Heb. 12:28-29 – Once again, the context of the Gospel floods the passage. Once again, the passage describes a natural response to the Gospel ("since you have received…then give thanks"). Once again, the writer urges us to offer a sacrificial service (latria) that pleases God. No corollary is given to tell us what kind of sacrifice does not please God. Whether this passage could be applied to corporate worship directly is more debatable, in my mind, than in Rom. 12. So, if we apply it to corporate worship, it would appear that someone who has experienced the impact of the Gospel will naturally understand that he or she must give thanks in a manner that sacrifices (worship, praise, self?) to God in the way that is pleasing to Him, namely, worship that approaches Him with "reverence and awe." If I were to go beyond the text even further and were to create a corollary, I would state that worship that does not please God (i.e. worship that has lost its focus on the Gospel) would likely be worship that approaches God with pride (the opposite of reverence – a sense of shame) and triviality (the opposite of awe – caution and care). If I were then to argue these extensions of this passage (the warrant of which I know to be somewhat weak), I would say that the "veteran" believer likely has more of a danger in this respect. He can become proud in his worship (i.e. pride in style or quality of liturgy) and slowly bring casual worship to the Most High. This is not an epidemic of one culture vs. another, evangelicals vs. fundamentalists, westerners vs. easterners, "Christianized" nations vs. indigenous cultures, but an epidemic of Christianity as a whole. This has nothing to do with culture or aesthetics, but everything to do with hearts that are not directed towards the Gospel.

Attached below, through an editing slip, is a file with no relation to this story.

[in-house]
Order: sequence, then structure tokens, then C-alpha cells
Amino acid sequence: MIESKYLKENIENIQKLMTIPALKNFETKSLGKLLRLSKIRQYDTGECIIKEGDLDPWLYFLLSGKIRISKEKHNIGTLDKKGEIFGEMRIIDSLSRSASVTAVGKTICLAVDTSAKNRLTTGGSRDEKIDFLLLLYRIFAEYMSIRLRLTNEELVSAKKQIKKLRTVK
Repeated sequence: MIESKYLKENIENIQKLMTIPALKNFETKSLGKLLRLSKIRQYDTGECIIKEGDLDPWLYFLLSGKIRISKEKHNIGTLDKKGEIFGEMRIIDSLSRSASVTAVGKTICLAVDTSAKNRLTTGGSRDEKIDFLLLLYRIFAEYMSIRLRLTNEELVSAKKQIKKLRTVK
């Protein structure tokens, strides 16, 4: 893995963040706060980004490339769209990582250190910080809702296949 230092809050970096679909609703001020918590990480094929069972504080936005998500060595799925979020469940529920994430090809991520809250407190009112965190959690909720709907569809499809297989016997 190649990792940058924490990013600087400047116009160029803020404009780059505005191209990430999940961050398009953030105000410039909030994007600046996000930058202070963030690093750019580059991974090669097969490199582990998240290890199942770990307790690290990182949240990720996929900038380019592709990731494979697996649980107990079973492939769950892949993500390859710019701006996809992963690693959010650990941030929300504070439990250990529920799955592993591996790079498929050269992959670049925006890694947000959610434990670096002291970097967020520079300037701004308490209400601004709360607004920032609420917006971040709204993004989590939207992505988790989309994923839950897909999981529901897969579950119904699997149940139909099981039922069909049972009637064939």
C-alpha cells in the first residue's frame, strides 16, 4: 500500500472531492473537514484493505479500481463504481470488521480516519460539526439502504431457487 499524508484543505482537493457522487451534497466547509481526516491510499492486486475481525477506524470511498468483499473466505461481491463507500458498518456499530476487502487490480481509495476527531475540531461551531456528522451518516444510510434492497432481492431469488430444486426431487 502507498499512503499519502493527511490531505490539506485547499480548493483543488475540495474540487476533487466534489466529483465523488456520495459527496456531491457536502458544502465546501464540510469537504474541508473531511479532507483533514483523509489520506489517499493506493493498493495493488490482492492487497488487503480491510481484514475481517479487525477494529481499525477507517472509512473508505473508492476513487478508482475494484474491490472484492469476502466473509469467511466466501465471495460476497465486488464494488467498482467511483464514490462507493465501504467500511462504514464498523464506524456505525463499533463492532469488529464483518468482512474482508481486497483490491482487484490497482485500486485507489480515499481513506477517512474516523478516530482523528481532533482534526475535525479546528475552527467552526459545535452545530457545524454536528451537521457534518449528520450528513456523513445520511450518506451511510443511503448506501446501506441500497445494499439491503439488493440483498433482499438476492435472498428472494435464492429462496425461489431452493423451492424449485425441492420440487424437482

So…why not just take the Gospel into the culture in question? Or is the centrality of the Gospel not sufficient to make our worship acceptable?

  8. I thought that it was interesting when you explained that Christian music allows Christian to naturally express what is in their hearts. I would imagine that Christian music would act as common ground among people who don’t know each other but share similar beliefs within the same religion. I would consider using music to express my Christian beliefs and to help gain a connection with other Christian in order to gain more love for my fellow man.